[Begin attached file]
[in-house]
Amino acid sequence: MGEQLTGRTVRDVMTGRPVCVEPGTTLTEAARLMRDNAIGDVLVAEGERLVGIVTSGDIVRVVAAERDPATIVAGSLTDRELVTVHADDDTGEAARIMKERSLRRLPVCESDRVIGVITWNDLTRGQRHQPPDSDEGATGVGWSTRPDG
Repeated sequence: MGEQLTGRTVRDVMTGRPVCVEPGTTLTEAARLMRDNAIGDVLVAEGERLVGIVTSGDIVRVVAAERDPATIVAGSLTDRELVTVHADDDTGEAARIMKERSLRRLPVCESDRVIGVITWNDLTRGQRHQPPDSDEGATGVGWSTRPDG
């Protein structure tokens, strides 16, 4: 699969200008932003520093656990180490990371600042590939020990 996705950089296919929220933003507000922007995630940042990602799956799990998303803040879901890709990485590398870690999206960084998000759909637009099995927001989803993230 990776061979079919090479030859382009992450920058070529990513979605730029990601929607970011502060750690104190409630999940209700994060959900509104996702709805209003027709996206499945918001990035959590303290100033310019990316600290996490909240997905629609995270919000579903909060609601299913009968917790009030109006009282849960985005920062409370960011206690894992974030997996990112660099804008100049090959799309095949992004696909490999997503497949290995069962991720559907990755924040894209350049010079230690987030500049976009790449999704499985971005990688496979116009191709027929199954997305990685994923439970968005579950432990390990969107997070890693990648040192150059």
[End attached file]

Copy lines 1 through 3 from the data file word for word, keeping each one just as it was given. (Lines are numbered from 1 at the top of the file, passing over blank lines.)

[in-house]
Amino acid sequence: MGEQLTGRTVRDVMTGRPVCVEPGTTLTEAARLMRDNAIGDVLVAEGERLVGIVTSGDIVRVVAAERDPATIVAGSLTDRELVTVHADDDTGEAARIMKERSLRRLPVCESDRVIGVITWNDLTRGQRHQPPDSDEGATGVGWSTRPDG
Repeated sequence: MGEQLTGRTVRDVMTGRPVCVEPGTTLTEAARLMRDNAIGDVLVAEGERLVGIVTSGDIVRVVAAERDPATIVAGSLTDRELVTVHADDDTGEAARIMKERSLRRLPVCESDRVIGVITWNDLTRGQRHQPPDSDEGATGVGWSTRPDG